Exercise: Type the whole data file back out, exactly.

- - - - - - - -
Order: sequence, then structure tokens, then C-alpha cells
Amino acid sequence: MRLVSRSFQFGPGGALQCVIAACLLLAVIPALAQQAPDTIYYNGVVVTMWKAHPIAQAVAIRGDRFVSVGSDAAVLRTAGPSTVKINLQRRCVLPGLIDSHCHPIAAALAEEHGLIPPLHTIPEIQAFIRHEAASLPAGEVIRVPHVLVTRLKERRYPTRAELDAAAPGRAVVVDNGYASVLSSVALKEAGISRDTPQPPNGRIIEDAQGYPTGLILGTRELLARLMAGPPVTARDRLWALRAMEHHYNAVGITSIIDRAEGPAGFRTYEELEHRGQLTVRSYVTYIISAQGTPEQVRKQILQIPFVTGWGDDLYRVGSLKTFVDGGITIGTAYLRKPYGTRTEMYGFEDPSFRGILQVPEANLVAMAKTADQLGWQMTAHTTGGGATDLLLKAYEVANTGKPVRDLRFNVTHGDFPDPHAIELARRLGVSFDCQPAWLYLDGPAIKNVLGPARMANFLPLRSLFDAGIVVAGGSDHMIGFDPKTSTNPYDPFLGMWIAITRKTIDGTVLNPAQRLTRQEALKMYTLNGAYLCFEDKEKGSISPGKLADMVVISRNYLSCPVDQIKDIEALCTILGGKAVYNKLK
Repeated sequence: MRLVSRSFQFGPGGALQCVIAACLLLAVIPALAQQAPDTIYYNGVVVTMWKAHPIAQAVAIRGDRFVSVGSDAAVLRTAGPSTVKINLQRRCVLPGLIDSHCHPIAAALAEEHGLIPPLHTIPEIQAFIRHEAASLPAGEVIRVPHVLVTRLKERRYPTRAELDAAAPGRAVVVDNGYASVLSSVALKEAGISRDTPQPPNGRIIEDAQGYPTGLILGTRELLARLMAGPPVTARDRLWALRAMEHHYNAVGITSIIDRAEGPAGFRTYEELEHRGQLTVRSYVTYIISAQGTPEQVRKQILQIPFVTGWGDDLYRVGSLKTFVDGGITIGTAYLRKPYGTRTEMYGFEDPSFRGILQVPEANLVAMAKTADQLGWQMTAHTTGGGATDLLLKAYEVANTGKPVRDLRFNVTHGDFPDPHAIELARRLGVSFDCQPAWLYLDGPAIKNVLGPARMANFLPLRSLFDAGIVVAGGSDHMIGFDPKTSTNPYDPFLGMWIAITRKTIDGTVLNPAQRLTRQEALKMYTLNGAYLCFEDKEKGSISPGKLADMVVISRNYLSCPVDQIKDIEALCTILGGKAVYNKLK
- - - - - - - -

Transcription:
Order: sequence, then structure tokens, then C-alpha cells
Amino acid sequence: MRLVSRSFQFGPGGALQCVIAACLLLAVIPALAQQAPDTIYYNGVVVTMWKAHPIAQAVAIRGDRFVSVGSDAAVLRTAGPSTVKINLQRRCVLPGLIDSHCHPIAAALAEEHGLIPPLHTIPEIQAFIRHEAASLPAGEVIRVPHVLVTRLKERRYPTRAELDAAAPGRAVVVDNGYASVLSSVALKEAGISRDTPQPPNGRIIEDAQGYPTGLILGTRELLARLMAGPPVTARDRLWALRAMEHHYNAVGITSIIDRAEGPAGFRTYEELEHRGQLTVRSYVTYIISAQGTPEQVRKQILQIPFVTGWGDDLYRVGSLKTFVDGGITIGTAYLRKPYGTRTEMYGFEDPSFRGILQVPEANLVAMAKTADQLGWQMTAHTTGGGATDLLLKAYEVANTGKPVRDLRFNVTHGDFPDPHAIELARRLGVSFDCQPAWLYLDGPAIKNVLGPARMANFLPLRSLFDAGIVVAGGSDHMIGFDPKTSTNPYDPFLGMWIAITRKTIDGTVLNPAQRLTRQEALKMYTLNGAYLCFEDKEKGSISPGKLADMVVISRNYLSCPVDQIKDIEALCTILGGKAVYNKLK
Repeated sequence: MRLVSRSFQFGPGGALQCVIAACLLLAVIPALAQQAPDTIYYNGVVVTMWKAHPIAQAVAIRGDRFVSVGSDAAVLRTAGPSTVKINLQRRCVLPGLIDSHCHPIAAALAEEHGLIPPLHTIPEIQAFIRHEAASLPAGEVIRVPHVLVTRLKERRYPTRAELDAAAPGRAVVVDNGYASVLSSVALKEAGISRDTPQPPNGRIIEDAQGYPTGLILGTRELLARLMAGPPVTARDRLWALRAMEHHYNAVGITSIIDRAEGPAGFRTYEELEHRGQLTVRSYVTYIISAQGTPEQVRKQILQIPFVTGWGDDLYRVGSLKTFVDGGITIGTAYLRKPYGTRTEMYGFEDPSFRGILQVPEANLVAMAKTADQLGWQMTAHTTGGGATDLLLKAYEVANTGKPVRDLRFNVTHGDFPDPHAIELARRLGVSFDCQPAWLYLDGPAIKNVLGPARMANFLPLRSLFDAGIVVAGGSDHMIGFDPKTSTNPYDPFLGMWIAITRKTIDGTVLNPAQRLTRQEALKMYTLNGAYLCFEDKEKGSISPGKLADMVVISRNYLSCPVDQIKDIEALCTILGGKAVYNKLK